We never forgot how the neighbors stood there watching, as if they were watching some “reality show” on their television sets.  They looked, but they took no action!  It is my stance that taking responsibility is one of the key elements of survival, survival in the fullest and most complete sense.

My book “How to Survive Anywhere” is a guide for how to train yourself, and how to take action. I developed the book over my 40+ years of teaching.

The book is divided into chapters similar to the topics of my field or classroom sessions:  Water , Fire, Lighting, Energy, Health and Hygiene, Clothing and Shelter, Fibre, Food, Tools and Weapons, First Aid, etc.

The last chapter is called “What is Survival?” and  I include a discussion on how all our choices affect our destiny, all the moral, ethical, and spiritual choices that we like to kid ourselves and believe it’s all “private.” In fact, I list the 10 Commandments and The Golden Rule as some of the best “survival tools” of all time. What you sow, you shall reap.

I was criticized for including in a “survival manual” John Wooden’s Pyramid of Success, the greatest coach of all time, who always said he wasn’t training basketball players but was training people for life. To ignore these principles is the greatest ignorance.

In “How to Survive Anywhere,” I even address the topic of whether or not a dark age is looming, and I provide some practical solutions that anyone can act upon.  It’s a great book, and I hope that you get a copy.

Saturday, September 07, 2013

What if you had to Evacuate?

[Nyerges has led survival skills and wild food classes since 1974, was the editor of Wilderness Way magazine for 7 years, has written 10 books  (including “How to Survive Anywhere,” “Guide to Wild Foods,” “Self-Sufficient Home,” and others). He can be heard weekly on Preparedness Radio Network.  For more information, go to www.ChristopherNyerges.com]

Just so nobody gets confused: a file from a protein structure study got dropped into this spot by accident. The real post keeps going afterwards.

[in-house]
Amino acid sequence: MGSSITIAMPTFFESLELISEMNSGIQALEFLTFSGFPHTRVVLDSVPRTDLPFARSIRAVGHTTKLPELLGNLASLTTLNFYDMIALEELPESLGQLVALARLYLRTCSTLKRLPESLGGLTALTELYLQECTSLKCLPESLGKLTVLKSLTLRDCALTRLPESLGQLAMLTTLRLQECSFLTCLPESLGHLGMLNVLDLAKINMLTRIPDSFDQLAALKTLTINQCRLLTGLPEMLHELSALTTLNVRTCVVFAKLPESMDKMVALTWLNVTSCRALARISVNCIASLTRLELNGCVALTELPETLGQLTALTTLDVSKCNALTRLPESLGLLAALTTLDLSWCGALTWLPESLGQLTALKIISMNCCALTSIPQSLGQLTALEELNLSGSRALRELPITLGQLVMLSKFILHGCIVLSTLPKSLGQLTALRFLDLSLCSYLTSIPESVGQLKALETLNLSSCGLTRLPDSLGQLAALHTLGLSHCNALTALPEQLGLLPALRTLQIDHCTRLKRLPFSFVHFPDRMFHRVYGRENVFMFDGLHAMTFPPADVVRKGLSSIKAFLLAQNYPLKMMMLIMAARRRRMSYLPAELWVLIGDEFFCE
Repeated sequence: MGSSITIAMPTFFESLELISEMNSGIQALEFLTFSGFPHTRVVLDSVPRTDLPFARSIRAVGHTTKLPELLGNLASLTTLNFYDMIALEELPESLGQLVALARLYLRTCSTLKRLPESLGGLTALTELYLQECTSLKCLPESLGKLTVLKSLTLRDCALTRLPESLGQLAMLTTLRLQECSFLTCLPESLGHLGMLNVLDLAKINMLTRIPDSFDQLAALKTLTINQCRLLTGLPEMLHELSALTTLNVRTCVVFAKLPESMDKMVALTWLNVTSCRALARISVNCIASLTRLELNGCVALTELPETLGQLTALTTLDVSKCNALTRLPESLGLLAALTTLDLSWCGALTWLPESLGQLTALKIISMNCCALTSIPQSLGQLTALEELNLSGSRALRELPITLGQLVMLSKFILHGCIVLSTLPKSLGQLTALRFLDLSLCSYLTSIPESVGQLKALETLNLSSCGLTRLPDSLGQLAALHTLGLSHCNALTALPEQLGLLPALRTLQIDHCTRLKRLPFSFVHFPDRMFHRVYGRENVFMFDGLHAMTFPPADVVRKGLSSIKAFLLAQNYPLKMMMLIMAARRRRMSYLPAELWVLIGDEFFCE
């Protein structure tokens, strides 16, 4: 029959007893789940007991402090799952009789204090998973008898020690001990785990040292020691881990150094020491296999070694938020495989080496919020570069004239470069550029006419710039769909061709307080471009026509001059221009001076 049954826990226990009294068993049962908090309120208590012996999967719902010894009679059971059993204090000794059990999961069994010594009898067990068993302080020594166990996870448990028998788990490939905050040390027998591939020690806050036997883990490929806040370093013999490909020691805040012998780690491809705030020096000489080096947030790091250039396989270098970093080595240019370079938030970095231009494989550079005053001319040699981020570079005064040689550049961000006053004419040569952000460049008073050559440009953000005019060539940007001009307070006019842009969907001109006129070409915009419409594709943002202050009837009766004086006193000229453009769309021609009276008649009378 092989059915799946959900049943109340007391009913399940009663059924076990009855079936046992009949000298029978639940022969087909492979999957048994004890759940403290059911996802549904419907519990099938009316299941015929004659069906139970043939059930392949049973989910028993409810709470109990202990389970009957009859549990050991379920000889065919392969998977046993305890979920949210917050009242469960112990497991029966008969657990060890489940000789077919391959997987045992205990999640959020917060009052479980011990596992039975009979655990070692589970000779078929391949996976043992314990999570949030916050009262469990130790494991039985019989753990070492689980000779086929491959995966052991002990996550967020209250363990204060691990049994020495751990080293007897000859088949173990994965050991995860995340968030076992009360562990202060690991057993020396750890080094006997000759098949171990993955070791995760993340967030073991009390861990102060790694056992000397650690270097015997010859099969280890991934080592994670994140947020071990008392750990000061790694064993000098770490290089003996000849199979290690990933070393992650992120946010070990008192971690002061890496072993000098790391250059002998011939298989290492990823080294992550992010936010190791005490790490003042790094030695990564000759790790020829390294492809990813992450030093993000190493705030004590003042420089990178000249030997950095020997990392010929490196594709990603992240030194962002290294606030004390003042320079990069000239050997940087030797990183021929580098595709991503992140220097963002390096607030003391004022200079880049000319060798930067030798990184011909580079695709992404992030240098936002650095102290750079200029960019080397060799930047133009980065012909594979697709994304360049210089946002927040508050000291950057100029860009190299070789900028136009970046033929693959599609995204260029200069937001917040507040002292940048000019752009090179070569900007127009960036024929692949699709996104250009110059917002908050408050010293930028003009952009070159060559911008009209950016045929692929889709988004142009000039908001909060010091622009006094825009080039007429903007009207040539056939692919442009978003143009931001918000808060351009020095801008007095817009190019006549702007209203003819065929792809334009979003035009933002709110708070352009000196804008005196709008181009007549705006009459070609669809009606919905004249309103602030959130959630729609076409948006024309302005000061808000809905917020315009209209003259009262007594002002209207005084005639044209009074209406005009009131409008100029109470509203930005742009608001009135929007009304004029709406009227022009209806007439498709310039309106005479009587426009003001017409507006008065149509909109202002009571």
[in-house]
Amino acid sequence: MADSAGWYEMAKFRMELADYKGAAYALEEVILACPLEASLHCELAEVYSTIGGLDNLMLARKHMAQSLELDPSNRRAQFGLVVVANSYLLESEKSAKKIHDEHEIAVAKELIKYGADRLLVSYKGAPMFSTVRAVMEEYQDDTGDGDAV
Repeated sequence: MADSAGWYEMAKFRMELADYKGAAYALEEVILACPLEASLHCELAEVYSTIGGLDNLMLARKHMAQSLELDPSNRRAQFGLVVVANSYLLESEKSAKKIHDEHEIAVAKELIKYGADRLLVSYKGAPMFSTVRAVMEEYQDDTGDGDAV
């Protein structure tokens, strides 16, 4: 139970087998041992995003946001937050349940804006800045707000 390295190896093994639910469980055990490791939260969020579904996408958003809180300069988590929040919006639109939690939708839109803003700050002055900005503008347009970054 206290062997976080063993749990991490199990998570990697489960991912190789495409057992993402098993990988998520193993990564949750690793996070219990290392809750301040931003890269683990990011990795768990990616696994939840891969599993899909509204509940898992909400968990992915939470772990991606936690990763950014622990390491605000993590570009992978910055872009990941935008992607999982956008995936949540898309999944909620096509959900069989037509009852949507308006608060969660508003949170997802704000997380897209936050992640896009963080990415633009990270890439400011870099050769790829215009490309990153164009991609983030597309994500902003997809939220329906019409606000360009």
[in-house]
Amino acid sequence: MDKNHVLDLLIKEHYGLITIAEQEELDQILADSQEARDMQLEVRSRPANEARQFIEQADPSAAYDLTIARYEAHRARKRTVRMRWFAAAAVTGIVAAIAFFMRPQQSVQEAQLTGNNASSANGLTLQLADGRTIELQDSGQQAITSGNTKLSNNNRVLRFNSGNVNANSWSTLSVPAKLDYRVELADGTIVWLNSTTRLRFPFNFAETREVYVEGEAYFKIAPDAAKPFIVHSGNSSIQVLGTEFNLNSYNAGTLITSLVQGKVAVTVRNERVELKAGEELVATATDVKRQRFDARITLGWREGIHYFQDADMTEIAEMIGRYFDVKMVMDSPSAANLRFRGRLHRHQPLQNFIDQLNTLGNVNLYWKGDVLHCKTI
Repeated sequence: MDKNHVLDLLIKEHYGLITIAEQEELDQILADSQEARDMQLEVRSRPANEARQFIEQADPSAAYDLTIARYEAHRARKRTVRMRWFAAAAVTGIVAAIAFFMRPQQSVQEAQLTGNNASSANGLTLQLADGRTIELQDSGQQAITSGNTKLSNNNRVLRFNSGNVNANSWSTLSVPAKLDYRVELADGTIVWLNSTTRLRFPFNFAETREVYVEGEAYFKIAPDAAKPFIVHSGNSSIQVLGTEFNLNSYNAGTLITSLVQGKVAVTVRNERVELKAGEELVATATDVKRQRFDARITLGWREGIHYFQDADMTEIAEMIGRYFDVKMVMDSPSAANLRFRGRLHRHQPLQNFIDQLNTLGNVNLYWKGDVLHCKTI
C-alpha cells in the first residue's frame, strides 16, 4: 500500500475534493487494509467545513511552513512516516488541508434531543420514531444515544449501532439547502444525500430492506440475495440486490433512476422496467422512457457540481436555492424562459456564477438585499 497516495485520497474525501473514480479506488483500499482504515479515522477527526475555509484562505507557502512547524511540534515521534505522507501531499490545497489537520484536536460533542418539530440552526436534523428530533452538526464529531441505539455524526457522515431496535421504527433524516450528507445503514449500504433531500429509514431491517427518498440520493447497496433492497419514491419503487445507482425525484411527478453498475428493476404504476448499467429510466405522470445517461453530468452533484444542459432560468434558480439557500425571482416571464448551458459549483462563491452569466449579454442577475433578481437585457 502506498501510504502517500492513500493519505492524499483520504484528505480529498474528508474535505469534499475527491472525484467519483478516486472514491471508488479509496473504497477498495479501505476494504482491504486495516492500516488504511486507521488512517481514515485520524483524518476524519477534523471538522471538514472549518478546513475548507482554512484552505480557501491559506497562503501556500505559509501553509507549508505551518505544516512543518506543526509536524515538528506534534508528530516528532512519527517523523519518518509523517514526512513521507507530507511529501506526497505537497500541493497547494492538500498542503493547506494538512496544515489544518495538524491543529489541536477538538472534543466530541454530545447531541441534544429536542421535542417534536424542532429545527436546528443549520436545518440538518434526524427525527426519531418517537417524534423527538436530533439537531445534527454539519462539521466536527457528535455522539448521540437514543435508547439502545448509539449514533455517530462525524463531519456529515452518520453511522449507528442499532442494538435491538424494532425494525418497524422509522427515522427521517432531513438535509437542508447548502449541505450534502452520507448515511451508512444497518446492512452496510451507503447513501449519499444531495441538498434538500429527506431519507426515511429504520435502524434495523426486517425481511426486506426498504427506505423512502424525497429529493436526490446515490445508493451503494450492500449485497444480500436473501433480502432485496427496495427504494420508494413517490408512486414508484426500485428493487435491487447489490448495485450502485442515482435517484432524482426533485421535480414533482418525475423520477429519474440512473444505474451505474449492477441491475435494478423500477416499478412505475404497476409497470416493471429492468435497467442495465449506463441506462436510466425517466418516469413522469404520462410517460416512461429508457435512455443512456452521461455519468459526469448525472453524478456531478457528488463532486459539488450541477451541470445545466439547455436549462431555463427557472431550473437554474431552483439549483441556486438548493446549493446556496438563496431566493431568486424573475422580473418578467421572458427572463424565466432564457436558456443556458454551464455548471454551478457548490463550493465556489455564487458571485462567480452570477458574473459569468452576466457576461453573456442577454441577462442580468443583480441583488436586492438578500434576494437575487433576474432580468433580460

During one of my Pasadena City College survival classes, a student asked me to list the items that should be carried in an evacuation bag, also known as the “bugout bag.”  In other words, if she had to immediately leave her home for some reason, what should her survival bag contain.  Of course, this led to a big portion of that evening’s discussion.

“First,” I responded, “what scenario are we talking about?” The student was thinking of a serious emergency where even a car wouldn’t be useful, where you’d have to evacuate on foot.

So my first order was to convey the fact that one would rarely choose to leave one’s home – where everything is familiar and where you know everyone in the neighborhood – unless you absolutely had no other choice. 

“You would rarely want to choose to leave your home and randomly wander the streets after an emergency,” I replied, “because you are now entering into the chaos and randomness of street mobs and possible violence.”  I tried to impress upon the class how dangerous it often is to wander on foot in the aftermath of a major disaster – whether it be an earthquake, or the results of war, or flooding.